Jurassic World written by Rick Jaffa and Amanda Silver and directed by Colin Trevorrow (Universal Pictures, Amblin Entertainment, Legendary Pictures, PG-13, 124 min)
Starring Chris Pratt, Bryce Dallas Howard, Irrfan Khan, Vincent D’Onofrio, Ty Simpkins, and Nick Robinson.
Nostalgia can be a dangerous influence on art.
Let me unpack that.
Our Google overlords define nostalgia as, “a sentimental longing or wistful affection for the past, typically for a period or place with happy personal associations.”
Running with this definition, nostalgia predisposes the average person toward something; it causes us to think fondly of what came before and create positive associations with the thing that creates the connection.
So nostalgia is dangerous for art because it can exist as an adhesive for sloppy or poorly formed art.
When watching Jurassic World, I often thought about this concept.
A Park of Amusements
Set 20 years after the damning circumstances around the original park, depicted in the now classic film, Jurassic Park, Jurassic World builds upon this story with a successful amusement park erected from the ashes of the previous failed experiment.
The unabashed success of this theme park, Jurassic World, leads to diminishing returns. The crowds no longer encounter the “wow” factor from the standard herbivores and carnivores.
Dropping revenues push the Jurassic World scientists to the drawing board hoping to genetically engineer a new “wow” dinosaur.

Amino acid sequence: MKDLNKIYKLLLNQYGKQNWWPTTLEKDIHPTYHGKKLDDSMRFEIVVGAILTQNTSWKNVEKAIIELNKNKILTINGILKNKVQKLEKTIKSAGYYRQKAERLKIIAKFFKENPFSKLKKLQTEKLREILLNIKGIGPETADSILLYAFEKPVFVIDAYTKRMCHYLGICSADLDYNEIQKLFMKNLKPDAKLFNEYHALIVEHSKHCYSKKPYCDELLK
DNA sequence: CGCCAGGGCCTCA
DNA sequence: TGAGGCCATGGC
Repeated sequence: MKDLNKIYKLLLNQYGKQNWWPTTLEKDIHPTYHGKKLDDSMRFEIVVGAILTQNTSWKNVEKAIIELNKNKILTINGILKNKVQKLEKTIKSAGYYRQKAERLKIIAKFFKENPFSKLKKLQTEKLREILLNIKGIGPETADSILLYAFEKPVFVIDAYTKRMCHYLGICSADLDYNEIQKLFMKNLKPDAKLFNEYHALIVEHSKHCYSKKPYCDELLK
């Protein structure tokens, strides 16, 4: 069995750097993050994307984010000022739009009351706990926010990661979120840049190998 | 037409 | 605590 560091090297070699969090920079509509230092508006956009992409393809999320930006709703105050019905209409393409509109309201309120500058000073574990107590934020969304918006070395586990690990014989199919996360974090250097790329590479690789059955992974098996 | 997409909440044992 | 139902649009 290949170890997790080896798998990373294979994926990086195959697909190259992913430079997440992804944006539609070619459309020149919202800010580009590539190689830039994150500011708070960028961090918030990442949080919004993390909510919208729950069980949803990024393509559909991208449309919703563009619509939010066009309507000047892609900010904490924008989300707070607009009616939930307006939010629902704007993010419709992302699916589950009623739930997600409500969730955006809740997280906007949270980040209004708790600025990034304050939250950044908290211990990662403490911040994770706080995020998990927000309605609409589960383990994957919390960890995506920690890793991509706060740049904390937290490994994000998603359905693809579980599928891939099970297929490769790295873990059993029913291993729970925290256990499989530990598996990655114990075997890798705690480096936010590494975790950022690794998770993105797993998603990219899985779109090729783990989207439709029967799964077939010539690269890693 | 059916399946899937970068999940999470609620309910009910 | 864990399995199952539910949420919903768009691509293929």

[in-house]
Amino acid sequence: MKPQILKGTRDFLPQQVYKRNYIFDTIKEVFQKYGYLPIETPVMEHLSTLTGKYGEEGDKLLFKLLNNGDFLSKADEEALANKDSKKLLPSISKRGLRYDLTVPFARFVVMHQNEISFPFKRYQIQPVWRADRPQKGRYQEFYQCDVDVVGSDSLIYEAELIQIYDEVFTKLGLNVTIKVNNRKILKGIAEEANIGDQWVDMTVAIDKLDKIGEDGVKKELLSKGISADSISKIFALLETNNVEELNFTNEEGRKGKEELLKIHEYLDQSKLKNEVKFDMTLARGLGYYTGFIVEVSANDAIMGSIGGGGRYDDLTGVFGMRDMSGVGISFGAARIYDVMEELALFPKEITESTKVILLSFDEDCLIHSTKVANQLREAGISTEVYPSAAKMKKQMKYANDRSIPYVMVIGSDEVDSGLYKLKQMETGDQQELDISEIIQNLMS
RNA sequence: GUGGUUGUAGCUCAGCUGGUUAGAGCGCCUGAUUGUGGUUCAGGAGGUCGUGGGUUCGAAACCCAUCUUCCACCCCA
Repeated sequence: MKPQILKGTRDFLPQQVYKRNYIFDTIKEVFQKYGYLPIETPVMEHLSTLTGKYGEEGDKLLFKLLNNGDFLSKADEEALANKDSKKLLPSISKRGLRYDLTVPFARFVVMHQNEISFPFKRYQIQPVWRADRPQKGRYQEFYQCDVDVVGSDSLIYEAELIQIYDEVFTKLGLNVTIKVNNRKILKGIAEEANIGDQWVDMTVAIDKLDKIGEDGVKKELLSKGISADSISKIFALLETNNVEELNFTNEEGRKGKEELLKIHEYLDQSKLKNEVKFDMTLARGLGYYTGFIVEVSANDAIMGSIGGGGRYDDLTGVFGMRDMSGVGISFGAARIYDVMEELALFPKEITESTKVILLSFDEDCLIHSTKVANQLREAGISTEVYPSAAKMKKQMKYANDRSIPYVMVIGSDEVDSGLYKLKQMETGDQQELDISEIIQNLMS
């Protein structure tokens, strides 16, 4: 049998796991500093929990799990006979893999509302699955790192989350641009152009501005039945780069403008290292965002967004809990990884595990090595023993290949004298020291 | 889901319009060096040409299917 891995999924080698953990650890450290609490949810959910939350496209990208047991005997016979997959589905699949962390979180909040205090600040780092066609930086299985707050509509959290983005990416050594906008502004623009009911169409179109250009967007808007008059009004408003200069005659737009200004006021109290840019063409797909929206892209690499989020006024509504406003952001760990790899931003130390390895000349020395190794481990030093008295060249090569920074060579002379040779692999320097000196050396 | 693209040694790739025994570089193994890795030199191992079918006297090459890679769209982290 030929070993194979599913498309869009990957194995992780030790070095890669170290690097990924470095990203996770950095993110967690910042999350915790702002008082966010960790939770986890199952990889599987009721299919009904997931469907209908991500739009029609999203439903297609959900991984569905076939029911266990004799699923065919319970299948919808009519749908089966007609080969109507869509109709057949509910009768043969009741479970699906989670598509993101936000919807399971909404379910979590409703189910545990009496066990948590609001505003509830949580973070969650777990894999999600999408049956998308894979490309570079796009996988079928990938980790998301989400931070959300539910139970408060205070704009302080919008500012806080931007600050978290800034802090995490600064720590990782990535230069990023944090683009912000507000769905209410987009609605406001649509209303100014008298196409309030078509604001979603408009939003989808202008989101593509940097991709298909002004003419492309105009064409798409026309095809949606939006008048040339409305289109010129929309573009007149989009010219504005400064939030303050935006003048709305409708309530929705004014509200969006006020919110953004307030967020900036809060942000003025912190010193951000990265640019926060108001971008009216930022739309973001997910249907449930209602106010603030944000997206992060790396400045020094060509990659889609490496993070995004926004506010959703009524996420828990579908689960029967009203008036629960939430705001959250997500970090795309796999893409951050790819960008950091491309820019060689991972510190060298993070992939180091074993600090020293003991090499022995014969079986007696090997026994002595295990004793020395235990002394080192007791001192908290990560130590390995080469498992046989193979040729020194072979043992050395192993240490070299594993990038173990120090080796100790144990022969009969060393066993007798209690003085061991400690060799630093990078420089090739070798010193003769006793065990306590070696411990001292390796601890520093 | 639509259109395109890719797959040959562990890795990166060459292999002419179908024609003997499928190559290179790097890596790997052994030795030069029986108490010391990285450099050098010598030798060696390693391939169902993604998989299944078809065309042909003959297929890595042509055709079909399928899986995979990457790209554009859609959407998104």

Managed by the capable hands of Claire Dearing (Bryce Dallas Howard), Jurassic World is set to open a new attraction, the modified killing machine, Indominus rex.
While Claire busily maneuvers the business pieces around this new asset, her soon-to-be divorced sister (Judy Greer) sends her sons, Zach (Nick Robinson) and Gray (Ty Simpkins) to spend time with their aunt and enjoy the theme park.
As to be expected given the entire premise of the series, the hubris of humanity innovates a creature too advanced and its escape wreaks havoc on the island.
Luckily, Navy veteran and velociraptor trainer, Owen Grady (Chris Pratt) leverages his keen abilities in an attempt to keep Claire and her nephews safe.
Leveraging Nostalgia When Story Lacks
Even though Jurassic World succeeds from an entertainment perspective, its broadly drawn characters and standard blockbuster plot developments threaten to sink the ship. And yet, the carefully placed references to the original film create enough nostalgia to keep the story enjoyable.
The viewer sees thumbprints from the original film everywhere. There’s the DNA illustration, the loudly colored Jeep Cherokee, the mosquito fossilized in amber, and the use of red flares. Jurassic World respects its predecessor.
But nostalgia will never be enough to fuel a feature-length film, and for me nostalgia is the only thing keeping the story afloat. I might be getting older, but I don’t necessarily need to see the suffering and destruction of another disaster movie.
And yet, if you have fond memories of the original film, Jurassic World can be a fun reminder.
Verdict: 3 out of 5